In Europe, where Google is facing strong regulatory pressure, it is testing adding free direct links to competitor websites above its own preferentially displayed hotel, vacation rental, flight, and tour package products.
Google is making these tweaks to the controversial way it has for the last several years given primacy to its own businesses with a featured box of search results that usually appear right below paid ads, but above free organic results from competitors. These featured results lead users to Google’s own one-stop-shop travel pages, where it often collects fees when consumers click on advertisers’ paid links.
The backdrop for the tests is that a Google appeal of a European Commission $2.62 billion (euro 2.4 billion) fine for allegedly biasing its shopping results is taking place in Luxembourg this week.
At the same time, the Financial Times reported that 34 travel competitors, including Tripadvisor, Expedia, eDreams Odigeo, Wimdu, HomeToGo, and several trade associations sent a letter Monday to European competition commissioner Margrethe Vestager alleging that Google is stifling competition in vacation rentals by preferentially displaying its so-called “one-box” of featured search results (shown below), which take users to Google’s travel pages, within Google’s general search results pages.
But in response to travel industry criticisms — which actually have been several years in the making — Google is placing what it calls “a carousel of links” that go directly to competitors’ websites atop its own featured business results. Google is testing these new direct links in Europe not only in travel, including for flights, hotels, vacation rentals, and tour packages, but also in other categories such as for jobs and local results.
These tests are under way in countries including France, Germany, Spain, Italy, Belgium, Denmark, the Netherlands, Sweden, and the UK, and aren’t yet visible to everyone. Although Skift was unable to find the tests in Google’s travel results in Europe, BookatableDE, which is a Tripadvisor restaurant reservation brand, tweeted a screenshot of direct links to Bookatable.com and ViaMichelin restaurant results perched higher than a Google map within Google’s featured restaurant results on mobile devices. The Bookatable and ViaMichelin results show the new way of displaying competitors’ results that Google is trying out.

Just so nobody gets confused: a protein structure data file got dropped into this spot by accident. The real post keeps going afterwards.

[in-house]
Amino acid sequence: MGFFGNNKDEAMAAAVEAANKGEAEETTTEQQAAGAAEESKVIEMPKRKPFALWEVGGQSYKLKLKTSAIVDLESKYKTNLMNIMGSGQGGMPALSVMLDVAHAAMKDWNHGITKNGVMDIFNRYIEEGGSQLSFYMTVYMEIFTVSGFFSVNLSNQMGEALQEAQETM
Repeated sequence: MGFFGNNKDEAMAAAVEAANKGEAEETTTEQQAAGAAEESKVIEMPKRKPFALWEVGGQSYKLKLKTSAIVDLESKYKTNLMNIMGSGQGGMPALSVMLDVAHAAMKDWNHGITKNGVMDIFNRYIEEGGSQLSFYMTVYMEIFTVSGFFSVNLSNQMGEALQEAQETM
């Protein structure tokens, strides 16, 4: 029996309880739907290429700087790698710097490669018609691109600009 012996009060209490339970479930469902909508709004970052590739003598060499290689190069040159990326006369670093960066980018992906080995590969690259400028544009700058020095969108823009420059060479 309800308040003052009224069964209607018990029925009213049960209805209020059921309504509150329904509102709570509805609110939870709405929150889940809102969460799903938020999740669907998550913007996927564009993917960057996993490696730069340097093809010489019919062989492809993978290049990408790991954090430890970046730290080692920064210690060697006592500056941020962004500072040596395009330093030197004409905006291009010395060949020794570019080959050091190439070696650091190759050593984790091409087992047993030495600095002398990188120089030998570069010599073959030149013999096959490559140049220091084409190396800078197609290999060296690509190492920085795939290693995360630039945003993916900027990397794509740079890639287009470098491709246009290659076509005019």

In a statement, a Google spokesperson said: “People trust Google to give them relevant and trusted information from a diverse range of sources. That’s why our search results are designed to provide the most relevant information for your query, and the better the results we can provide, the more qualified leads we’re able to send to our partners. We’re currently testing a new format for specialist searches in Europe including jobs, local and travel where people might see a carousel of links to direct sites across the top of the search results. This is designed to demonstrate the range of results available.”
Google’s thinking seemingly is that the addition of rivals’ free and direct links for vacation rentals, hotels, flights, and holiday packages will show that there are alternatives to Google’s featured results. Competitors have been advocating for changes of this sort for years so it’s clear that Google, which has now been fined by the European Commission several times out of competition concerns, is feeling the heat.
“The competition concerns arise from the fact that Google features its new product in a visually-rich OneBox at the top of its general search results pages — a ranking and display that Google reserves only for its own specialised search service,” the letter to the European regulator, which cites a Skift article about Google’s vacation rental rollout, stated.
The letter — and more importantly the series of fines that the European Commission leveled against Google for its business practices — is the sort of pressure that Google is finally responding to.
Google isn’t saying whether it is committed to making these and other changes on an ongoing basis, but it does indeed plan to introduce these tests across the European Economic Area. There is no indication yet that Google plans to introduce similar changes in the United States, where a Department of Justice probe of its business practices is reportedly under way.